News Release

Digging deep

Inspired by nature, the burrowing mole crab robot is a feat of engineering with real-world applications

Peer-Reviewed Publication

University of California Berkeley College of Engineering

Hannah Stuart demonstrating mole crab-inspired robot EMBUR

image: Berkeley researchers Hannah Stuart and Laura Treers demonstrate EMBUR, a burrowing robot modeled on mole crabs, at Stuart’s Embodied Dexterity Lab at UC Berkeley. (Photo by Adam Lau/Berkeley Engineering) view more 

Credit: (Photo by Adam Lau/Berkeley Engineering)

The unassuming Pacific mole crab, Emerita analoga, is about to make some waves. UC Berkeley researchers have debuted a unique robot inspired by this burrowing crustacean that may someday help evaluate the soil of agricultural sites, collect marine data and study soil and rock conditions at construction sites.

In a study published today in Frontiers in Robotics & AI, Hannah Stuart, assistant professor of mechanical engineering, and her team demonstrated one of the first legged robots that can self-burrow vertically. This digging robot, called EMBUR (EMerita BUrrowing Robot), uses a novel leg design to achieve downward motion that emulates the way Pacific mole crabs bury themselves in beach sand.

Mole crabs make burrowing look easy, but, according to Laura Treers, the study’s lead author and a Ph.D. student in mechanical engineering in Stuart’s Embodied Dexterity research group, it is difficult to move downward through granular media, like sand and soil. The deeper an animal digs, the harder the grains push back, impeding excavation.

To overcome this challenge and create a vertical-legged burrower, the researchers designed the legs of the robot to have an anisotropic force response, which means that they experience much greater force in one direction than another. Like a swimmer, the soft fabric legs of this robot expand for large forces during the power stroke, but fold and retract during the return stroke.

“There have been some recent advances in creating anisotropic legs for granular media, but this is the first time they have been implemented successfully on a free-burrowing robot,” said Treers.

The researchers also had to devise a way to prevent sand grains from entering the robot’s mechanisms and jamming them. They again turned to the Pacific mole crab for inspiration.

“We created a cuticle, which is analogous to the arthrodial membrane found on the mole crabs,” said Treers. “It’s a soft, flexible material that lines the openings of joints to prevent grains from getting inside but still allows free movement.”

Treers points out that, while robots have mastered such settings as land, space and sea, they have not made significant inroads underground. Very few robots, for example, can self-burrow under their own weight like EMBUR.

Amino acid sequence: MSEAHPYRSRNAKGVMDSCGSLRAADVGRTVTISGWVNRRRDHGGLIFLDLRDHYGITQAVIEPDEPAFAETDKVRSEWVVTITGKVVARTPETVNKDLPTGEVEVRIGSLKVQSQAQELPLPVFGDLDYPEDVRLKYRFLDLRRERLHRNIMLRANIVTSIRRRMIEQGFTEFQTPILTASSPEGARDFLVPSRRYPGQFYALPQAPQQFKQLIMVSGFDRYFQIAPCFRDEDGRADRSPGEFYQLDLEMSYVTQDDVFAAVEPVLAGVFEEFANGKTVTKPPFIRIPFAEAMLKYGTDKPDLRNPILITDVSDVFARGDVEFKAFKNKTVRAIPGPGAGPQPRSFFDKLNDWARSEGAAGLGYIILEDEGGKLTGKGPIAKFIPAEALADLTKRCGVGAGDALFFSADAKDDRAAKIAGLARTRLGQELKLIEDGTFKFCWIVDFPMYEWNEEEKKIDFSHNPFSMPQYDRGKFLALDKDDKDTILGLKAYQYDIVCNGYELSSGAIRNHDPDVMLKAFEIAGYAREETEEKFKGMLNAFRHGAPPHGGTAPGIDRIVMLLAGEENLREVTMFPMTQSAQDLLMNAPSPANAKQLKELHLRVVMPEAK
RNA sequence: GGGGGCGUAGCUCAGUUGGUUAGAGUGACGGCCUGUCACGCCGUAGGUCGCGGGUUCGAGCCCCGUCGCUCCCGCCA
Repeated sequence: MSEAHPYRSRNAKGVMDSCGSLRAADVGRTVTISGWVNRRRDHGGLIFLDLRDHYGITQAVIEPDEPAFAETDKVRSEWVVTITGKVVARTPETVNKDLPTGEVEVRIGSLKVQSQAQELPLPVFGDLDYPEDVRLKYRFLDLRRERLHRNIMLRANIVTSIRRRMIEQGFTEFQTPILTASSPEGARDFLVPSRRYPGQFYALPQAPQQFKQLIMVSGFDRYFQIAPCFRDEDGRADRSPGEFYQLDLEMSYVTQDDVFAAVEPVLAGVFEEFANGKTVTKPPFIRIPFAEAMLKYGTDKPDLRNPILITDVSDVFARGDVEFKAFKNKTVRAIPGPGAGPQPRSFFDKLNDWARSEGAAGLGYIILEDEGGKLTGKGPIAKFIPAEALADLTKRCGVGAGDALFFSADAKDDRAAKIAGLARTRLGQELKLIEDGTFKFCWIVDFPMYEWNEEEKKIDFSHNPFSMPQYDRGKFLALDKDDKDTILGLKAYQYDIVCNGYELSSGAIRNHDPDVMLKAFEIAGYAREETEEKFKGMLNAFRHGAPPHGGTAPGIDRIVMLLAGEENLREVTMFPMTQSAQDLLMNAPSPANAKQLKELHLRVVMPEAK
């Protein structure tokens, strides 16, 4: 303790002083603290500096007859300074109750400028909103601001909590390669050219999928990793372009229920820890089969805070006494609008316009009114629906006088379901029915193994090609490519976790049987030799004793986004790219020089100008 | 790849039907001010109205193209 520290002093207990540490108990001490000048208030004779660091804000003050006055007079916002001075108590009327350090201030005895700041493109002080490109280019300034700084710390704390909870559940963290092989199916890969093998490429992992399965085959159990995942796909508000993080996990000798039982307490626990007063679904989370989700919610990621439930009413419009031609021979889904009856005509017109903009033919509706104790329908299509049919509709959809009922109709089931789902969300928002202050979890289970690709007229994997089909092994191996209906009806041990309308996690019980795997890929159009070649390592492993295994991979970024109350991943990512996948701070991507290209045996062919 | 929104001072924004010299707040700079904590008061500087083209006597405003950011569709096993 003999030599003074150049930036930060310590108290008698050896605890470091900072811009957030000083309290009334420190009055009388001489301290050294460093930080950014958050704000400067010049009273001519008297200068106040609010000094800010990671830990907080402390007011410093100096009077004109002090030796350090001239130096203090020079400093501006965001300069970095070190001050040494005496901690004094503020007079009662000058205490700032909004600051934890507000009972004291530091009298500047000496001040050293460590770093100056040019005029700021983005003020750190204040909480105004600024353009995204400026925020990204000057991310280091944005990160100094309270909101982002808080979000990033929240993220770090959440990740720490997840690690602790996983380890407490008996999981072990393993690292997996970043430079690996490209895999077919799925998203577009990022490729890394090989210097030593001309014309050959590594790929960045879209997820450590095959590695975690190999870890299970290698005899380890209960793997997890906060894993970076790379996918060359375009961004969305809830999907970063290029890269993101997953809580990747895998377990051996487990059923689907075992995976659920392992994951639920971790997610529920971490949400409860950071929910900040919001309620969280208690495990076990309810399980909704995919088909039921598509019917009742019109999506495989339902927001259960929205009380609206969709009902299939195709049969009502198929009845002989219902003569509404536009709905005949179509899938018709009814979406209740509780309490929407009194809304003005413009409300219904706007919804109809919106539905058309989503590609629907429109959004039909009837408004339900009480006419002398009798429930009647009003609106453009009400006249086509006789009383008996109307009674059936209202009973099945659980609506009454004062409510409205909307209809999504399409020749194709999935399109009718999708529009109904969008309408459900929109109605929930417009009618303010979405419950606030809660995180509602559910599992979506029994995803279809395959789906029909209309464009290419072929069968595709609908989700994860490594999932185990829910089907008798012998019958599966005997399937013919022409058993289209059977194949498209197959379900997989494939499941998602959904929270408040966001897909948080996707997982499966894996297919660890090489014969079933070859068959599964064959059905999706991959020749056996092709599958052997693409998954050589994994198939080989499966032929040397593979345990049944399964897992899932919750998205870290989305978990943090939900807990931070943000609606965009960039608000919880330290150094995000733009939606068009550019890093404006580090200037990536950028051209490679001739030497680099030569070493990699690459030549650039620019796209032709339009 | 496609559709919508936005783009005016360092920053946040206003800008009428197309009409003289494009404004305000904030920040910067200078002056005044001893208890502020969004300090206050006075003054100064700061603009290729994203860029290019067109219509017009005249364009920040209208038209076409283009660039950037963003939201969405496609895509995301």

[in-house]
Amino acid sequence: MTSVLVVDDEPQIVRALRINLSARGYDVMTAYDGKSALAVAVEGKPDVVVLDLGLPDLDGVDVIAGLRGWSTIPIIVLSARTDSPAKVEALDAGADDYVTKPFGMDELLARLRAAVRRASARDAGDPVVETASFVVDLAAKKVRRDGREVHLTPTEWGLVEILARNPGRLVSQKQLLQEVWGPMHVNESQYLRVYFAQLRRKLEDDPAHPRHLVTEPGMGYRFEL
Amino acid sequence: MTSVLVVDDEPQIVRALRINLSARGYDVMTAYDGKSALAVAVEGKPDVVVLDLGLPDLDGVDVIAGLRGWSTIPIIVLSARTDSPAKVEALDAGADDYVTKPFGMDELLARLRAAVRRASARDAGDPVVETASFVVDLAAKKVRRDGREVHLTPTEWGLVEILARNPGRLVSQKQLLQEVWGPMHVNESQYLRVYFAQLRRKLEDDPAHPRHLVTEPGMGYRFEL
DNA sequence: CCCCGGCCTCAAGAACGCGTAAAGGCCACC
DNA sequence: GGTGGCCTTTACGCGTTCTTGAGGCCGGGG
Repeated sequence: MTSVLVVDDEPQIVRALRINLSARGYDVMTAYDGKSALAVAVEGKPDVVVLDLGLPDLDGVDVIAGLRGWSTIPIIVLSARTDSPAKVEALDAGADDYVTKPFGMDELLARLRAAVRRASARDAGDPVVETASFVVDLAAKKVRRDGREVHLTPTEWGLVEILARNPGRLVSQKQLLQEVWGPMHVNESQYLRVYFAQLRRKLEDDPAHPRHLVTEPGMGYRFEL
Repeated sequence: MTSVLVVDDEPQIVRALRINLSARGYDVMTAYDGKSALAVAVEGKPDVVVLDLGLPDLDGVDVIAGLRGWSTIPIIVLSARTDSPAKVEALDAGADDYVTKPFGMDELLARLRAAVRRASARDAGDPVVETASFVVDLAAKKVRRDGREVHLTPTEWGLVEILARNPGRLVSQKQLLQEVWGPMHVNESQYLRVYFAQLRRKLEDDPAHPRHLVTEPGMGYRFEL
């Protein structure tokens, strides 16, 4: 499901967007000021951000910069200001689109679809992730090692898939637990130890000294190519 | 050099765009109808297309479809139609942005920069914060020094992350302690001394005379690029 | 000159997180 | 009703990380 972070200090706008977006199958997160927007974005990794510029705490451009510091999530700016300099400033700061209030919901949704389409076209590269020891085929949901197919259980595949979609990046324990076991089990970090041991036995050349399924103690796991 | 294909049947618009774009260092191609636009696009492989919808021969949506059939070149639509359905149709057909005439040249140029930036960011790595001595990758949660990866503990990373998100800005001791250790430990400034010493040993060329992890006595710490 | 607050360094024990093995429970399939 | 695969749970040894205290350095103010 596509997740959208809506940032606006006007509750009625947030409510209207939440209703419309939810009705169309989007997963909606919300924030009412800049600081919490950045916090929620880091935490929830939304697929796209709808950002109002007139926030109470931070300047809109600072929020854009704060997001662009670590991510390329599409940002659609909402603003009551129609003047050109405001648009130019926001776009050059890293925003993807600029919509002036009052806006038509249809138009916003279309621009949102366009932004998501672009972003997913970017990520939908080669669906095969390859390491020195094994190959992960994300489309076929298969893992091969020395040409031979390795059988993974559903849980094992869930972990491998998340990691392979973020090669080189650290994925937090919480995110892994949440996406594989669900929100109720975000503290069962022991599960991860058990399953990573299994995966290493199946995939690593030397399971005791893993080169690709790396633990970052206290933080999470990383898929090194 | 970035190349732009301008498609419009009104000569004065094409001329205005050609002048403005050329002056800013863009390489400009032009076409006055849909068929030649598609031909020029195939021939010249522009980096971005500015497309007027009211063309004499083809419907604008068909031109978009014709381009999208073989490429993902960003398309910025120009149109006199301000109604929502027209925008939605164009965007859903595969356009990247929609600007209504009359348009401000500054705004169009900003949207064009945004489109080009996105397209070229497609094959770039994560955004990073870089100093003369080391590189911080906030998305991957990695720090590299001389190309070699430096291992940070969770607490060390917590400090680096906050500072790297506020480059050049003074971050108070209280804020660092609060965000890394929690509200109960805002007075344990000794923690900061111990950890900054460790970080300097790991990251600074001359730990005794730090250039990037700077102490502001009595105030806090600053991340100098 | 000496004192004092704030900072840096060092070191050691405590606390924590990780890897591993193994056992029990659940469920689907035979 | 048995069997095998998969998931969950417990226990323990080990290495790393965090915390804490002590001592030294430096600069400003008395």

Robots capable of exploring subterranean settings could be used in a variety of industries and fields of study. Applications include gauging the soil quality of potential agricultural sites, geotechnical engineering, marine data collection, and construction and excavation. In addition, they could serve as small deployable anchors from marine vehicles or space rovers, to allow for tethered teamwork between robots.

EMBUR may also further our scientific understanding of other burrowing animals, which are difficult to observe and study underground. “Robophysical models, or robotic prototypes like EMBUR, can be tools to help biologists better understand the biomechanics of these animals,” said Treers.

To design the legs on EMBUR, Stuart and Treers worked with co-authors Robert Full, professor of integrative biology and of electrical engineering and computer sciences, and Benjamin McInroe, a Ph.D. student with the Biophysics Graduate Group, to observe and analyze mole crabs in the lab. They quickly realized that the animal’s five leg pairs can be split into two groups, which sweep in opposite directions to one another. They also noticed a pattern of insertion, sweeping and retraction, with the latter appearing to reduce drag on the return stroke. They then attempted to reproduce both features in the robot’s leg design.

Next, the researchers used physics models to estimate the forces on the legs, in order to help guide them in the robotic implementation.

“We used a modeling technique known as Resistive Force Theory [RFT] to model the forces experienced by the legs throughout their sweeping trajectories,” said Treers. “RFT helped us understand the kinds of robot geometries and behaviors that would allow for the most successful burrowing.”

Through EMBUR, the Berkeley researchers showed that vertical-legged burrowing is possible in dry media under the right conditions. They consider this a first step toward creating a system that can burrow under a wider range of conditions and types of substrates, like on a real beach.

“We plan to improve the design to allow for deeper digging and exploring better modeling methods, like DEM [Discrete Element Methods], to help predict the robot behavior,” said Treers. “Eventually, I’d love to have this robot be able to dig in real beach settings, like the animal, and switch between running, swimming and digging.”

This study was largely supported by an NDSEG (National Defense Science & Engineering Graduate) Fellowship from the Office of Naval Research (DoD), with additional funding from a NASA Early Career Faculty (ECF) grant.


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